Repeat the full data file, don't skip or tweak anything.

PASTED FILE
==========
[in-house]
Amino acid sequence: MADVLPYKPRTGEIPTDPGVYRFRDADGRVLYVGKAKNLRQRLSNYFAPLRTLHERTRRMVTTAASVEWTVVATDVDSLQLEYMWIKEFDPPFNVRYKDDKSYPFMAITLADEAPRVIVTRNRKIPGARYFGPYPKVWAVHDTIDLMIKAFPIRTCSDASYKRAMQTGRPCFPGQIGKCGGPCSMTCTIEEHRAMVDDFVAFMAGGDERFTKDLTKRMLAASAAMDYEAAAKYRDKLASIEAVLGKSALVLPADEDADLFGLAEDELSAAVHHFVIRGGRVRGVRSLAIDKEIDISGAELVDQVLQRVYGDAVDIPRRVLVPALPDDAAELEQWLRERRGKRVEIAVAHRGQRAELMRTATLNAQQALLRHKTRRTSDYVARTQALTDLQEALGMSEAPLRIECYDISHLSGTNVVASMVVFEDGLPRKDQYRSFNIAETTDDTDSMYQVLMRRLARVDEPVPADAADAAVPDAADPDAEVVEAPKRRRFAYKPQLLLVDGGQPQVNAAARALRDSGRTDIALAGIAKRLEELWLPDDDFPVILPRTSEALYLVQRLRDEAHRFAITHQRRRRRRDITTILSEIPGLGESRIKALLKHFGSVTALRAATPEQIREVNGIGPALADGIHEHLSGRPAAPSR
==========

[in-house]
Amino acid sequence: MADVLPYKPRTGEIPTDPGVYRFRDADGRVLYVGKAKNLRQRLSNYFAPLRTLHERTRRMVTTAASVEWTVVATDVDSLQLEYMWIKEFDPPFNVRYKDDKSYPFMAITLADEAPRVIVTRNRKIPGARYFGPYPKVWAVHDTIDLMIKAFPIRTCSDASYKRAMQTGRPCFPGQIGKCGGPCSMTCTIEEHRAMVDDFVAFMAGGDERFTKDLTKRMLAASAAMDYEAAAKYRDKLASIEAVLGKSALVLPADEDADLFGLAEDELSAAVHHFVIRGGRVRGVRSLAIDKEIDISGAELVDQVLQRVYGDAVDIPRRVLVPALPDDAAELEQWLRERRGKRVEIAVAHRGQRAELMRTATLNAQQALLRHKTRRTSDYVARTQALTDLQEALGMSEAPLRIECYDISHLSGTNVVASMVVFEDGLPRKDQYRSFNIAETTDDTDSMYQVLMRRLARVDEPVPADAADAAVPDAADPDAEVVEAPKRRRFAYKPQLLLVDGGQPQVNAAARALRDSGRTDIALAGIAKRLEELWLPDDDFPVILPRTSEALYLVQRLRDEAHRFAITHQRRRRRRDITTILSEIPGLGESRIKALLKHFGSVTALRAATPEQIREVNGIGPALADGIHEHLSGRPAAPSR